The foregoing geographic description appears to conform to the definition of a bay. Funk & Wagnalls New Standard Dictionary defines "bay" as "an indentation in the shoreline of a body of water; the water between two projecting headlands; sometimes, an arm of the sea connecting with [14 Cal. 2d 621] the ocean". We find in Webster's International Dictionary: "An inlet of the sea, usually smaller than a gulf, but of the same general character. The name is used, often for large tracts of water, around which the land forms a curve, or for any recess or inlet between capes or headlands; as, the Bay of Biscay; Hudson Bay." The Oxford English Dictionary (1933) gives: "An indentation of the sea into the

Graphic Material Omitted

[14 Cal. 2d 622] line. This may be of the same origin as 'bay', in the architectural sense, or from a Latin word which is seen in the place named Baiae." "A bay is a bending or curving of the shore of a sea or of a lake, and is derived from an Anglo-Saxon word signifying to bow or bend. For a similar reason the word bay is in Latin termed sinus, which expresses a curvature or recess in the coast." (State v. Town of Gilmanton, 14 N. H. 467, 477.) A visual illustration of the outline of the land surrounding the waters known as Santa Monica Bay, and of the land and waters constituting San Pedro Bay, is reproduced herein from a portion of a map designated as "United States--West Coast California, San Diego to Santa Rosa Island" (geodetic survey charts numbers 5144 and 5147), with lines drawn between headlands added. The waters known as San Pedro Bay extending from Point Fermin to the city of Huntington Beach, formerly called Point Lasuen, have been judicially declared to be a "bay." (United States v. Carrillo, 13 Fed. Supp. 121.) This map serves to give an easy and affirmative answer to the question whether the waters known as Santa Monica Bay are geographically a bay. Visually, if one of these bodies of water is a bay geographically, the other would seem also to be a bay.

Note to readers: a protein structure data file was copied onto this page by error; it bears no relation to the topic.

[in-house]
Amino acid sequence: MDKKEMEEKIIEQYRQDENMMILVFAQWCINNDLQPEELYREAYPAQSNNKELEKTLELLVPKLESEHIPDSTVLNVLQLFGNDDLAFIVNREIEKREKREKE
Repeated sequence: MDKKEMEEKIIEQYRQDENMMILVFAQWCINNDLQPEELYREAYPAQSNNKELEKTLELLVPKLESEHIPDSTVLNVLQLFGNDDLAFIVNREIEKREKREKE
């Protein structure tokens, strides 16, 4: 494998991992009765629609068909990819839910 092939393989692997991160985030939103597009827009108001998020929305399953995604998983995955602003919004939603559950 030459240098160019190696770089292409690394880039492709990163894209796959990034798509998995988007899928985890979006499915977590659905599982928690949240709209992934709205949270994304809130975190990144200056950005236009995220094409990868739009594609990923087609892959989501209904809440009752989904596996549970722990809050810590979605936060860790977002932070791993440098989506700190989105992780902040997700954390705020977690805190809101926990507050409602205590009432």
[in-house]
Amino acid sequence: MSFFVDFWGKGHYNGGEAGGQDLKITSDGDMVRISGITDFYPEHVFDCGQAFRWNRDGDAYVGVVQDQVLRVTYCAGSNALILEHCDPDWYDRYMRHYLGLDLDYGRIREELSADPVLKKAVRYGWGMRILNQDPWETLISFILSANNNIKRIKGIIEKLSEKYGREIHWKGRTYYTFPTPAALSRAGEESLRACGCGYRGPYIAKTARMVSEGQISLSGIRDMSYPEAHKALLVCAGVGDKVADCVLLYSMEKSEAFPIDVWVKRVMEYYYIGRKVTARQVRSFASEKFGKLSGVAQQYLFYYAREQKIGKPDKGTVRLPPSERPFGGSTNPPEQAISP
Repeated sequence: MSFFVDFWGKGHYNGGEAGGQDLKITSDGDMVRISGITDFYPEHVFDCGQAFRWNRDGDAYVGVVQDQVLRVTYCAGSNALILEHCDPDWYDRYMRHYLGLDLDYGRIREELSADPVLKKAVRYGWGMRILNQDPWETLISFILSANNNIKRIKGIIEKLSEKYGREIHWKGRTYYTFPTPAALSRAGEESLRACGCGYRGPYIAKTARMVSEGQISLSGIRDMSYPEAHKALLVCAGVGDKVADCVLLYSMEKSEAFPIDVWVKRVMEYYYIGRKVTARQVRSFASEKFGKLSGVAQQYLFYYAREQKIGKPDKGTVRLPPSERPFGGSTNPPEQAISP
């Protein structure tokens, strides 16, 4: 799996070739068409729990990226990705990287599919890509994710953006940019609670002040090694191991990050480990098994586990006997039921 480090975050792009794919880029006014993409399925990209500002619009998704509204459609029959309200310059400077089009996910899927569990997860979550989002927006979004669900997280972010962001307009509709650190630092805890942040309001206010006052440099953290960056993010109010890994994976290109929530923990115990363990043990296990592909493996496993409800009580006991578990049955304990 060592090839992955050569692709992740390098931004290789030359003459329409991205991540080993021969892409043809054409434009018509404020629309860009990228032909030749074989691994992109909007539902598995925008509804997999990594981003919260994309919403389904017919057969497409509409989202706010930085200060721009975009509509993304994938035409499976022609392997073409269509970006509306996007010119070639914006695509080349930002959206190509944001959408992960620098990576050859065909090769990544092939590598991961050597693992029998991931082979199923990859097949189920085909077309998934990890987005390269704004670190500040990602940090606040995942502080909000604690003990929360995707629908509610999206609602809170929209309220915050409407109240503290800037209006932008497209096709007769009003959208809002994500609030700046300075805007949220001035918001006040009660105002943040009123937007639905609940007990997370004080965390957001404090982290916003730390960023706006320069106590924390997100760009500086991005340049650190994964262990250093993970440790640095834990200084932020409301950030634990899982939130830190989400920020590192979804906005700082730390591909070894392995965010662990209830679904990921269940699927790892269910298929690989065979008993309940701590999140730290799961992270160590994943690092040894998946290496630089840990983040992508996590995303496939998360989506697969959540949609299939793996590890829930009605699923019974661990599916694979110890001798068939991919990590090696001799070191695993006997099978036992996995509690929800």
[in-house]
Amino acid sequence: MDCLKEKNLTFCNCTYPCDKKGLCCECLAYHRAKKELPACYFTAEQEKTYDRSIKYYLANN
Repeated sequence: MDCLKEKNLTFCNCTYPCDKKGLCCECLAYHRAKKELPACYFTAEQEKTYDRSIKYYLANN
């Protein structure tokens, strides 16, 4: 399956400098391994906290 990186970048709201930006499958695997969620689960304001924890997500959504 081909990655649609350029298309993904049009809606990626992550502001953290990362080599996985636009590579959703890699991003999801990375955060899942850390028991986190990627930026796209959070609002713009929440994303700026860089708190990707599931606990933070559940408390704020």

Historically it appears that both Cabrillo (in 1542) and Viscaino (1603) noted this body of water as "Gran Ensenada" or "Grand Bay" (Bancroft's Works, vol. 18, History of California, vol. 1, 1541-1800, p. 71; Paulen's Atlas of Historical Geography of the United States, plate No. 17). Both Spain and Mexico claimed and exercised exclusive jurisdiction over the waters of this coast as far as the mouth of the Columbia River, for a distance of ten leagues into the ocean, and such claim was confirmed by treaty with Great Britain in 1790. (See Ocean Industries, Inc., v. Superior Court, 200 Cal. 235, 242 [252 P. 722].)

Historians refer to the waters as Santa Monica Bay (Ingersoll's Century History of Santa Monica Bay Cities, p. 121; Charles Sumner Warren, History of Southern California; California Blue Book, 1932, p. 520.) They indicate that the bay received its present name probably earlier than 1827, and that the city of Santa Monica was named later. Rand-McNally & Co.'s Atlas of the World (United States, 1908, p. 277), contains the following statement: "The sea-coast of California extends the entire length of the State and is indented [14 Cal. 2d 623] by many bays and harbors, that of San Francisco being the finest on the Western coast, nearly fifty miles long and about nine miles wide. Other bays or harbors of importance are San Diego, San Pedro, Santa Monica, Santa Barbara, San Luis Obispo, Monterey, Tomales, Bodega, and Humboldt."

Before 1872 "Shoo Fly Landing" on Santa Monica Bay afforded shipping facilities for the La Brea rancho. (Ingersoll, Century History of Santa Monica Bay Cities, p, 141.) The same writer, states (pp. 144, 145) that in 1875, in conjunction with the construction of a railroad, a new wharf, 1700 feet in length, reaching a depth of 30 feet at low tide, was completed and the first ship landed at this wharf in June of that year. Collis P. Huntington, about 1892-1893, was instrumental in building the "Long Wharf", 4600 feet, at a cost of about $1,000,000. (Newmark, Sixty Years in Southern California, 1853-1913.) Guinn's Historical and Biographical Record of Southern California (printed 1902, p. 139 et seq.), states facts showing the importance of Santa Monica as a shipping point.